17 May Design Thinking: A Tool to Stay Ahead of Risk

Design Thinking and RiskLast year I wrote about the importance of getting ahead of the next emerging risk. As I said then (and it’s worth repeating now), the ability to detect risks as early as possible, measure their potential impact, evaluate options, agree on a course of action, and closely monitor and course-correct can separate the most successful companies from the most spectacular disasters.

I shared a number of actionable steps a risk manager can take to bring a stronger focus to emerging risks, one of which was to apply Design Thinking. This innovative framework can play an integral role in risk management – and it’s central to our consulting approach here at Navigate, so I wanted to give it the attention it deserves.

What is Design Thinking?

This is the obvious place to start – you can’t employ the framework if you aren’t familiar with it! My colleague wrote a great overview of it here, but essentially, Design Thinking is an approach to problem solving. What makes it different is that it uses creative strategies to deeply consider the pain points of end users in order to drive innovation, value, and market opportunity.

Design Thinking
What excites me about Design Thinking is its potential to bring innovation to an area of the business that has been lacking it these past few years. Some of the most simple-yet-elegant principles of Design Thinking that can be weaved into risk management processes include the following:

Challenge basic assumptions. Force unconventional thinking, even in the face of long-held beliefs. Some companies fail for years because they won’t let go of the past. It’s impossible to evaluate the future – and any risks that may be headed your way – if you’re only looking backwards.
Ask why. Even when you think you know the answer, ask “why.” Consider why certain decisions were made, why you have the processes in place that you do, why your system is set up in the way that is. Ask why, again and again, because the answers may surprise you and expose uncertainties ahead.
Apply empathy. Empathy is an integral part of the Design Thinking framework. In this case, it forces the risk identifier to “walk a mile in someone else’s shoes,” considering the concerns and challenges faced by customers, shareholders, regulators, etc.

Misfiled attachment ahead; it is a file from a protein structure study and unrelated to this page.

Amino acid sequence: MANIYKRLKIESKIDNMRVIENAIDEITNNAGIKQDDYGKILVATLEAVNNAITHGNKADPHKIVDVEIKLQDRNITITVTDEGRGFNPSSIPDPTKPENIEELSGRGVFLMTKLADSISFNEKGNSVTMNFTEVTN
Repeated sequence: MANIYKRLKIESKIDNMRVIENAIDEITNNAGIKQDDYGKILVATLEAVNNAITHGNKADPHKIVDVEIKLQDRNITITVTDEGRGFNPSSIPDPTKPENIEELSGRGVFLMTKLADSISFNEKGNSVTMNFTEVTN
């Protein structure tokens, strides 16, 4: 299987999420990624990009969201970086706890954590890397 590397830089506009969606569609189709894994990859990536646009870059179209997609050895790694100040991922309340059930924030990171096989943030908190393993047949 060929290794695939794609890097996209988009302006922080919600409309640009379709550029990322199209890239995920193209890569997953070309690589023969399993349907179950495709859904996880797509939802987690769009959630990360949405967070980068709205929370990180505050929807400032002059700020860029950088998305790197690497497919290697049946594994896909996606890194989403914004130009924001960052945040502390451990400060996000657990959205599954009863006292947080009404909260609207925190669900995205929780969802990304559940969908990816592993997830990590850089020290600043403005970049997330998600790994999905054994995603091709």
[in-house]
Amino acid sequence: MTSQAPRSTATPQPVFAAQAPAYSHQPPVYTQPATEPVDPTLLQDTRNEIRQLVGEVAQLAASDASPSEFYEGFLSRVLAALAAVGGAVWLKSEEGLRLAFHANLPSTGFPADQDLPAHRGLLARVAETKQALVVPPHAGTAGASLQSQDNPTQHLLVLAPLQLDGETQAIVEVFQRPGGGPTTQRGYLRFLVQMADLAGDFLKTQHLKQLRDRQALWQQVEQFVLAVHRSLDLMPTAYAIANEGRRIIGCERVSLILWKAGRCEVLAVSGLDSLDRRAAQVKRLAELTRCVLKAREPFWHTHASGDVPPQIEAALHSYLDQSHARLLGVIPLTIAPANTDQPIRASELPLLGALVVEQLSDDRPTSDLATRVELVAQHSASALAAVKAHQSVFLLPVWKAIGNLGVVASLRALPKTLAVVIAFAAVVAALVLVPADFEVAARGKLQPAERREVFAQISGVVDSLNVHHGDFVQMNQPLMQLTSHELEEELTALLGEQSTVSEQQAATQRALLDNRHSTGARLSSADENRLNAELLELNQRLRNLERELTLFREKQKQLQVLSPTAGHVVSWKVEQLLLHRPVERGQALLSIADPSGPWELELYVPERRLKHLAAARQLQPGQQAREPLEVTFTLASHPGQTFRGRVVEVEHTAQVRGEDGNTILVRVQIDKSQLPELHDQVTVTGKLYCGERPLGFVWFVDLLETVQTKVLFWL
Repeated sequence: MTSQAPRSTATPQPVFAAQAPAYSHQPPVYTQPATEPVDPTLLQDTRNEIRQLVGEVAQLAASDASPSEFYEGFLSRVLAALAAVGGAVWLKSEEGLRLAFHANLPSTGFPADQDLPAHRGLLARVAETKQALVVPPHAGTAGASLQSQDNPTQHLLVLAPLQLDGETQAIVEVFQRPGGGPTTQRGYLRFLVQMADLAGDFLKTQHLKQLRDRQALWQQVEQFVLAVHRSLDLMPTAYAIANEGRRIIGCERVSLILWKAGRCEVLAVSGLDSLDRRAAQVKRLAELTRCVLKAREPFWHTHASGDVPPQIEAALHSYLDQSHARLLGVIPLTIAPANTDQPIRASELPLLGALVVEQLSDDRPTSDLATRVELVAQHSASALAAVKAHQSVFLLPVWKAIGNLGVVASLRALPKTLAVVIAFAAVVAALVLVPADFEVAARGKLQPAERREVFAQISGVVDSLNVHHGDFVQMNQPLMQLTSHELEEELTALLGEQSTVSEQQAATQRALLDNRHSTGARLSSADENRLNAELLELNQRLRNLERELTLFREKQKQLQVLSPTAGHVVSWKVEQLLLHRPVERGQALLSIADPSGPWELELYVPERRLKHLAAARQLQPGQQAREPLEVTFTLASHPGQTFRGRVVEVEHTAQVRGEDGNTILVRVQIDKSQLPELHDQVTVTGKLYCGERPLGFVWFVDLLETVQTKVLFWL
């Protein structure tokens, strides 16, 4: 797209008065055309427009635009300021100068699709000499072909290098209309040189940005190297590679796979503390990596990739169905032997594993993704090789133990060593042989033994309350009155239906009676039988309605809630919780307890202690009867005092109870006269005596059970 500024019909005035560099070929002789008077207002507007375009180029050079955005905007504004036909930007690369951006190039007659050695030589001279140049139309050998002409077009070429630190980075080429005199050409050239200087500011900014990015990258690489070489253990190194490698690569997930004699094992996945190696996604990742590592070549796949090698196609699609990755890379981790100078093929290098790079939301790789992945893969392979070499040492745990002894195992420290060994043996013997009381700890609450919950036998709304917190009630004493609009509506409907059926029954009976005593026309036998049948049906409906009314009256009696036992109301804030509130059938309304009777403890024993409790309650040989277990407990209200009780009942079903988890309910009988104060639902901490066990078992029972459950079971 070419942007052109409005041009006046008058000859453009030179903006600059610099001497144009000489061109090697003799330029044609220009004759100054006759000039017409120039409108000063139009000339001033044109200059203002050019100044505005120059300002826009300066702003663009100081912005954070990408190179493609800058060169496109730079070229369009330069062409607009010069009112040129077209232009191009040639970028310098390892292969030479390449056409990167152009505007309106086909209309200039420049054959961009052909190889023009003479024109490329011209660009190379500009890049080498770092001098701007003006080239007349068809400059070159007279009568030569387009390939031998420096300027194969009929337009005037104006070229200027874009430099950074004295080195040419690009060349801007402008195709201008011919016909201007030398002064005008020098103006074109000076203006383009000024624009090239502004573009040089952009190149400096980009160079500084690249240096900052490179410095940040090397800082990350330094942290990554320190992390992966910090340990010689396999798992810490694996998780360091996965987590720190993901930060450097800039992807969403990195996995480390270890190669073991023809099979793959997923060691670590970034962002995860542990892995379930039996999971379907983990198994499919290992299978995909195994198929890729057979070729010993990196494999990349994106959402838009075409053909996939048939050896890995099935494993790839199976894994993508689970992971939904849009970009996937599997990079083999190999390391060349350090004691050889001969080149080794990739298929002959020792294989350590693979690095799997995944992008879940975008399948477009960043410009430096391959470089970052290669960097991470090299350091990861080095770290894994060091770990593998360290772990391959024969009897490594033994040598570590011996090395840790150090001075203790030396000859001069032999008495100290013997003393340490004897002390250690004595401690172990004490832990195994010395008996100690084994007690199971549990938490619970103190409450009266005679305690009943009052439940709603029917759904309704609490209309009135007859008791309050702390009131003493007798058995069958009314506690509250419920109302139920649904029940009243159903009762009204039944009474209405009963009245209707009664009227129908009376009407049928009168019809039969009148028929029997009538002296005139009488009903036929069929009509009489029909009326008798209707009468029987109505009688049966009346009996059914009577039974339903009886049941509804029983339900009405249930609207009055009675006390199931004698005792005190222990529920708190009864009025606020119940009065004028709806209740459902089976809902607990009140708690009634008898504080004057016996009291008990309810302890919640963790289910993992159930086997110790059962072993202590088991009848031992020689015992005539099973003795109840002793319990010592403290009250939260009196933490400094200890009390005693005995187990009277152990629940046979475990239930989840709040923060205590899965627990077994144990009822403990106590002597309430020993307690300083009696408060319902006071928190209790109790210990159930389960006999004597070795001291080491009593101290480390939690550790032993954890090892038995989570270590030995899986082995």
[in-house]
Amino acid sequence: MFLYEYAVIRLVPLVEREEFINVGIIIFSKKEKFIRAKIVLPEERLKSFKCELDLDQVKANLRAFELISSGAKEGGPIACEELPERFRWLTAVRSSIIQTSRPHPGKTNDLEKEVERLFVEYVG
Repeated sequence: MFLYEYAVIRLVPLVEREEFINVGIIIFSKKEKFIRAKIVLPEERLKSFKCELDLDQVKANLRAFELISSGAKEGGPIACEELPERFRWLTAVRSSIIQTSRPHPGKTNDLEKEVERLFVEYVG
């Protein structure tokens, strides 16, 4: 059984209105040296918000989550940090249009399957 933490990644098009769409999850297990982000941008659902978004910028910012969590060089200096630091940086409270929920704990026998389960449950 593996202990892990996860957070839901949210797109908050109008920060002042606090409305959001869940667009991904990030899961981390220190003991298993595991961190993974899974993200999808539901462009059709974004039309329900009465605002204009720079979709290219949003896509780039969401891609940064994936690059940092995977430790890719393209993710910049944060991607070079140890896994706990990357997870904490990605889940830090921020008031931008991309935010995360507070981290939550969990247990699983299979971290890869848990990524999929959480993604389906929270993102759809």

Encourage stories. The stories people tell may not be true predictors of future risk, but they reveal diverse views of the world in which we operate. Similar to applying an empathetic approach, storytelling can uncover perspectives that may not have been considered yet.
Look for inconsistencies. Sometimes what people say and what they do are different. Pay attention! Observe behaviors of those around you (internal and external stakeholders) to flag inconsistencies that may provide insight into potential risks.
Stay neutral. If you want to know someone’s true opinion, you can’t reveal any bias. Instead of asking, “Don’t you think the new program is great?” it’s better to ask, “What do you think about our new strategic initiative?” The second question removes the implication of a right answer and will be more likely to result in the truth – and the truth may lead you to uncover insightful risk-related information.

Risk management succeeds when it is creative and predictive; it fails when leaders dwell on what worked yesterday. I look forward to talking more about the broad role that Design Thinking can play in identifying and mitigating risks. If you’d like to chat about it, you can email me directly at iwaxman@navigatecorp.com.

Ian Waxman, Principal
Ian Waxman






Change Management Done Right
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